Leadership curriculum in undergraduate medical education: a study of student and faculty perspectives

Med Teach. 2009 Mar;31(3):244-50. doi: 10.1080/01421590802144278.


Background: Leaders in medicine have called for transformative changes in healthcare to address systems challenges and improve the health of the public. The purpose of this study was to elicit the perspectives of students, faculty physicians and administrators regarding the knowledge and competencies necessary in an undergraduate leadership curriculum.

Methods: A mixed-methods study was conducted using focus group discussions and semi-structured interviews with faculty physicians and administrative leaders, as well as a written survey of medical student leaders.

Results: Twenty-two faculties participated in focus groups and interviews; 21 medical students responded to the written survey. Participants identified emotional intelligence, confidence, humility and creativity as necessary qualities of leaders; and teamwork, communication, management and quality improvement as necessary knowledge and skills. Students perceived themselves as somewhat or fully competent in communication (90%), conflict resolution (70%) and time management (65%), but reported minimal or no knowledge or competence in coding and billing (100%), writing proposals (90%), managed care (85%) and investment principles (85%). Both faculty and students believed that experiential training was the most effective for teaching leadership skills.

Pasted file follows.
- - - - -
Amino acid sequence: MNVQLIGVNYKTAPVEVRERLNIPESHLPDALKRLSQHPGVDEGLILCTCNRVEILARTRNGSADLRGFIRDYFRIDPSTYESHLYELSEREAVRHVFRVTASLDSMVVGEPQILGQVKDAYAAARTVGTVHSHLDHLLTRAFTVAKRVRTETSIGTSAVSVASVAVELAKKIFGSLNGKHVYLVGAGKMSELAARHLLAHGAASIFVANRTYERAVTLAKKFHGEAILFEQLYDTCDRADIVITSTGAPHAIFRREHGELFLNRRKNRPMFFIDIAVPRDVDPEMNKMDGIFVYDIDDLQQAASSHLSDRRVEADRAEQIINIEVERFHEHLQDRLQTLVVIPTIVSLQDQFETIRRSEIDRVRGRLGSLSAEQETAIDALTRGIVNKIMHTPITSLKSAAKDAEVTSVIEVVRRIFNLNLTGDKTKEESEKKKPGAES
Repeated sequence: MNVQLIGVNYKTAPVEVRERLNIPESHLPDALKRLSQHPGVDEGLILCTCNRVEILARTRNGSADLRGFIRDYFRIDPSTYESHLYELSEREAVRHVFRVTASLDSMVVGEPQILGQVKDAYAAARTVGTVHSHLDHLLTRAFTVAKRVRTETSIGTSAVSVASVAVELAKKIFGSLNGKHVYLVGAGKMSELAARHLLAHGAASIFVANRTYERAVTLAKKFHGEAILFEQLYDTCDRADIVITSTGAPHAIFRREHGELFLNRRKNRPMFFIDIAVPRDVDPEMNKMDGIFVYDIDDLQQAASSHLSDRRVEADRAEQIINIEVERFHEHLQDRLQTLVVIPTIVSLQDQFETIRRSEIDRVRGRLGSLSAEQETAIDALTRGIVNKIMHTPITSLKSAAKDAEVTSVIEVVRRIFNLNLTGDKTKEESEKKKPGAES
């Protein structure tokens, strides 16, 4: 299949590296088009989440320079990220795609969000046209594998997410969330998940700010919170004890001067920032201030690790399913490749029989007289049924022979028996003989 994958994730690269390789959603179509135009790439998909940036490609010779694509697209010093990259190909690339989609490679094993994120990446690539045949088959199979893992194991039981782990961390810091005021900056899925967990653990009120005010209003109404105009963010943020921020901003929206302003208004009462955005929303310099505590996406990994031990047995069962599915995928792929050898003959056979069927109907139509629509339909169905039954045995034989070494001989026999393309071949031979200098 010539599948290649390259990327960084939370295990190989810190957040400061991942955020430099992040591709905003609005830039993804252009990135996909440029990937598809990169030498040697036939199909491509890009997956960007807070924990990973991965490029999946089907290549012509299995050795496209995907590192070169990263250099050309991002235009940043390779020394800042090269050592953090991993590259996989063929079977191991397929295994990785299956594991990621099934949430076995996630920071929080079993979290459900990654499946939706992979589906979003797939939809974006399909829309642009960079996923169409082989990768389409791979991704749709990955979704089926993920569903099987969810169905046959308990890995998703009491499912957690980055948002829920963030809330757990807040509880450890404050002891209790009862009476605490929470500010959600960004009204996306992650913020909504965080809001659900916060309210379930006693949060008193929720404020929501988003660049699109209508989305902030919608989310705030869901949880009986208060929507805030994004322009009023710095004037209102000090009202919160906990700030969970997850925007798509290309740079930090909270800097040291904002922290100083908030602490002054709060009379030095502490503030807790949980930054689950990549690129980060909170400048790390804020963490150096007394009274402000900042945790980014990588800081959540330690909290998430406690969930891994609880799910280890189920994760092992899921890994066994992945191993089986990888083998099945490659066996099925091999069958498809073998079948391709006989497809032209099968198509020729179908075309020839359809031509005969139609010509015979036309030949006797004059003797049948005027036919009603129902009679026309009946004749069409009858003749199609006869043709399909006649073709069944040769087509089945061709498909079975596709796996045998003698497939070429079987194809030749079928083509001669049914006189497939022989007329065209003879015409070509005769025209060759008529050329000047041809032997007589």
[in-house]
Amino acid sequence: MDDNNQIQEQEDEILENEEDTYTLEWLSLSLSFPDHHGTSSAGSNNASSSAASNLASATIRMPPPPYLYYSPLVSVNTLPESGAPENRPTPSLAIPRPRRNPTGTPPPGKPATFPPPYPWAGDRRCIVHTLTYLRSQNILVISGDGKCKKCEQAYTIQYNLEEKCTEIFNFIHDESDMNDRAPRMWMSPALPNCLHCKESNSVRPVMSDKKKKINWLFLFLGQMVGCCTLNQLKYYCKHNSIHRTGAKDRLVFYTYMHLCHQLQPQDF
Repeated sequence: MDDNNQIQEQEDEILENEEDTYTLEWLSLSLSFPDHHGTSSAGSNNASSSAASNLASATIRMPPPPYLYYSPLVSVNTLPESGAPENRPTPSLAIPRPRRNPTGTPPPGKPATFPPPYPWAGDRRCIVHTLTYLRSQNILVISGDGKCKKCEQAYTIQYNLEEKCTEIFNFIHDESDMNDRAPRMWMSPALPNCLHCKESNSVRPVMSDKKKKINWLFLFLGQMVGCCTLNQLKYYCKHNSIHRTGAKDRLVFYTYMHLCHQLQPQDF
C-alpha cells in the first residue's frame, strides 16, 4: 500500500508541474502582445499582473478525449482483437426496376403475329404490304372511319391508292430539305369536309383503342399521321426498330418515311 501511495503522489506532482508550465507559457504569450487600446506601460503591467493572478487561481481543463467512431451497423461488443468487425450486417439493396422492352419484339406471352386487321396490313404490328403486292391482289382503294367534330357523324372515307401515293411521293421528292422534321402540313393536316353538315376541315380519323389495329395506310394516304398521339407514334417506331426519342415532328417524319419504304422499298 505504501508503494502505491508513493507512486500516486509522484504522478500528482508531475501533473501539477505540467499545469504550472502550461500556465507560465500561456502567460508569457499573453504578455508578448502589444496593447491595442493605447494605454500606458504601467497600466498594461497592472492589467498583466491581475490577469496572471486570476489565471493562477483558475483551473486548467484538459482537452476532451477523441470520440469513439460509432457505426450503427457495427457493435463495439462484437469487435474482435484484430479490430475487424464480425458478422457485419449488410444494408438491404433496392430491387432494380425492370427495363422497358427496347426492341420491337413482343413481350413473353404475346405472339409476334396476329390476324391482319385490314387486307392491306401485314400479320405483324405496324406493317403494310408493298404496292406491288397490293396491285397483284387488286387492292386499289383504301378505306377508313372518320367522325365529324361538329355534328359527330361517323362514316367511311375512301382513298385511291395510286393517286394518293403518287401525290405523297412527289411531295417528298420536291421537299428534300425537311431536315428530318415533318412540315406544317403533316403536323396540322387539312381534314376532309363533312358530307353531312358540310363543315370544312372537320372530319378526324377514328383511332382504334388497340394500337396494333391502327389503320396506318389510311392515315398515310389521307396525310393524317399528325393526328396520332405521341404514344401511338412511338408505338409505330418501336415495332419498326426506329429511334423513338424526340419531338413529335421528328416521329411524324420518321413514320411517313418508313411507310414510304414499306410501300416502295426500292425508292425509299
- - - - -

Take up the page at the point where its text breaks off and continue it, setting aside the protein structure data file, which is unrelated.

Conclusions: Study participants identified the necessary qualities, knowledge and skills to serve as goals for an undergraduate leadership curriculum. Future studies should address optimal methods of teaching and assessing leadership skills among medical students.

MeSH terms

  • Administrative Personnel
  • Curriculum*
  • Data Collection
  • Education, Medical, Undergraduate*
  • Faculty, Medical*
  • Focus Groups
  • Humans
  • Interviews as Topic
  • Leadership*
  • Professional Competence
  • Program Evaluation
  • Students, Medical*